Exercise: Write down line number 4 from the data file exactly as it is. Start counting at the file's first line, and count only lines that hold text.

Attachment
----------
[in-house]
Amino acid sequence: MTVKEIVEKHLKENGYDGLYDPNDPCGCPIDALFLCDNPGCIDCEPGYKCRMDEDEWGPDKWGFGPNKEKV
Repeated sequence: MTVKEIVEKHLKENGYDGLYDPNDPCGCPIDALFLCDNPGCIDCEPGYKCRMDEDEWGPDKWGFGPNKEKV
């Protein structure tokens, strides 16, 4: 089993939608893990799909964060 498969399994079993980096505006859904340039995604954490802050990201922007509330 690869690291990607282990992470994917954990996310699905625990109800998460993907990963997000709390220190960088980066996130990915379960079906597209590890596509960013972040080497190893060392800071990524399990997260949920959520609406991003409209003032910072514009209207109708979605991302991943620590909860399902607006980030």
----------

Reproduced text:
């Protein structure tokens, strides 16, 4: 089993939608893990799909964060 498969399994079993980096505006859904340039995604954490802050990201922007509330 690869690291990607282990992470994917954990996310699905625990109800998460993907990963997000709390220190960088980066996130990915379960079906597209590890596509960013972040080497190893060392800071990524399990997260949920959520609406991003409209003032910072514009209207109708979605991302991943620590909860399902607006980030």